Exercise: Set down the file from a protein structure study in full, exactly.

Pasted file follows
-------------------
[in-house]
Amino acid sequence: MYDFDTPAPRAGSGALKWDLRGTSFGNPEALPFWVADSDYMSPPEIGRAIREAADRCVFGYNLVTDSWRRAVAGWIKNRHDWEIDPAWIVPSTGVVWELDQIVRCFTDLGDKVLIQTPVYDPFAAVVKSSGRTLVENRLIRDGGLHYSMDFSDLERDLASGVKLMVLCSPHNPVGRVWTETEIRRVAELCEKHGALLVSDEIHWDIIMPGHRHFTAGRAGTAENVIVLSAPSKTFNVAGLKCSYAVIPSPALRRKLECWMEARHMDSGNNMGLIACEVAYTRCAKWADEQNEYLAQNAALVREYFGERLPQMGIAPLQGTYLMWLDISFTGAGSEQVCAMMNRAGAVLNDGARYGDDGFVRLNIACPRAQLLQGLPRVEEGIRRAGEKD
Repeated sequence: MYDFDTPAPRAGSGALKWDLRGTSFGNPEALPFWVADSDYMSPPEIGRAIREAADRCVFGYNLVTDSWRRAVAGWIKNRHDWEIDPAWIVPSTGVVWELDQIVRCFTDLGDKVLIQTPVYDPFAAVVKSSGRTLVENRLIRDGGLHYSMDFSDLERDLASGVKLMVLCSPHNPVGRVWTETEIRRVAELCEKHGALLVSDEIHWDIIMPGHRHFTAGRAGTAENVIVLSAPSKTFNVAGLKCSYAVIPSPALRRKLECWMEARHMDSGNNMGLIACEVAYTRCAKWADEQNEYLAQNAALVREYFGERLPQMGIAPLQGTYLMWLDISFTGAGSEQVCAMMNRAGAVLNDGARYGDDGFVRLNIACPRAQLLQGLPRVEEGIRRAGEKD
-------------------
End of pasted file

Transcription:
[in-house]
Amino acid sequence: MYDFDTPAPRAGSGALKWDLRGTSFGNPEALPFWVADSDYMSPPEIGRAIREAADRCVFGYNLVTDSWRRAVAGWIKNRHDWEIDPAWIVPSTGVVWELDQIVRCFTDLGDKVLIQTPVYDPFAAVVKSSGRTLVENRLIRDGGLHYSMDFSDLERDLASGVKLMVLCSPHNPVGRVWTETEIRRVAELCEKHGALLVSDEIHWDIIMPGHRHFTAGRAGTAENVIVLSAPSKTFNVAGLKCSYAVIPSPALRRKLECWMEARHMDSGNNMGLIACEVAYTRCAKWADEQNEYLAQNAALVREYFGERLPQMGIAPLQGTYLMWLDISFTGAGSEQVCAMMNRAGAVLNDGARYGDDGFVRLNIACPRAQLLQGLPRVEEGIRRAGEKD
Repeated sequence: MYDFDTPAPRAGSGALKWDLRGTSFGNPEALPFWVADSDYMSPPEIGRAIREAADRCVFGYNLVTDSWRRAVAGWIKNRHDWEIDPAWIVPSTGVVWELDQIVRCFTDLGDKVLIQTPVYDPFAAVVKSSGRTLVENRLIRDGGLHYSMDFSDLERDLASGVKLMVLCSPHNPVGRVWTETEIRRVAELCEKHGALLVSDEIHWDIIMPGHRHFTAGRAGTAENVIVLSAPSKTFNVAGLKCSYAVIPSPALRRKLECWMEARHMDSGNNMGLIACEVAYTRCAKWADEQNEYLAQNAALVREYFGERLPQMGIAPLQGTYLMWLDISFTGAGSEQVCAMMNRAGAVLNDGARYGDDGFVRLNIACPRAQLLQGLPRVEEGIRRAGEKD